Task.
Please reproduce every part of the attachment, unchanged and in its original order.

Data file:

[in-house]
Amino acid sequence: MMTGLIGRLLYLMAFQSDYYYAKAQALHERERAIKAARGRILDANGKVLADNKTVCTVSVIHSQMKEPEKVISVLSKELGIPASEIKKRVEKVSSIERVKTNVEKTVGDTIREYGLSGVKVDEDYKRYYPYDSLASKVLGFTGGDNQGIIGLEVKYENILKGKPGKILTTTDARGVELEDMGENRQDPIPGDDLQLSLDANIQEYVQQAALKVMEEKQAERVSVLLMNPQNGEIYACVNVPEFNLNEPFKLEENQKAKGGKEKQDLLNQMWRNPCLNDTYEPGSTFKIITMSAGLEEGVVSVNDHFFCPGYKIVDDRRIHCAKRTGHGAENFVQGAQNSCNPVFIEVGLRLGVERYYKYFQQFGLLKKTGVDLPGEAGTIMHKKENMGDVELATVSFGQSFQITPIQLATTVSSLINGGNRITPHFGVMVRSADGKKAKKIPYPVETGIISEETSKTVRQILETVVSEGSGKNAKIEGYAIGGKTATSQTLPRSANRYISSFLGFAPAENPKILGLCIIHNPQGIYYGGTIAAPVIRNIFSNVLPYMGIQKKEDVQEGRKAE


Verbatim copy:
[in-house]
Amino acid sequence: MMTGLIGRLLYLMAFQSDYYYAKAQALHERERAIKAARGRILDANGKVLADNKTVCTVSVIHSQMKEPEKVISVLSKELGIPASEIKKRVEKVSSIERVKTNVEKTVGDTIREYGLSGVKVDEDYKRYYPYDSLASKVLGFTGGDNQGIIGLEVKYENILKGKPGKILTTTDARGVELEDMGENRQDPIPGDDLQLSLDANIQEYVQQAALKVMEEKQAERVSVLLMNPQNGEIYACVNVPEFNLNEPFKLEENQKAKGGKEKQDLLNQMWRNPCLNDTYEPGSTFKIITMSAGLEEGVVSVNDHFFCPGYKIVDDRRIHCAKRTGHGAENFVQGAQNSCNPVFIEVGLRLGVERYYKYFQQFGLLKKTGVDLPGEAGTIMHKKENMGDVELATVSFGQSFQITPIQLATTVSSLINGGNRITPHFGVMVRSADGKKAKKIPYPVETGIISEETSKTVRQILETVVSEGSGKNAKIEGYAIGGKTATSQTLPRSANRYISSFLGFAPAENPKILGLCIIHNPQGIYYGGTIAAPVIRNIFSNVLPYMGIQKKEDVQEGRKAE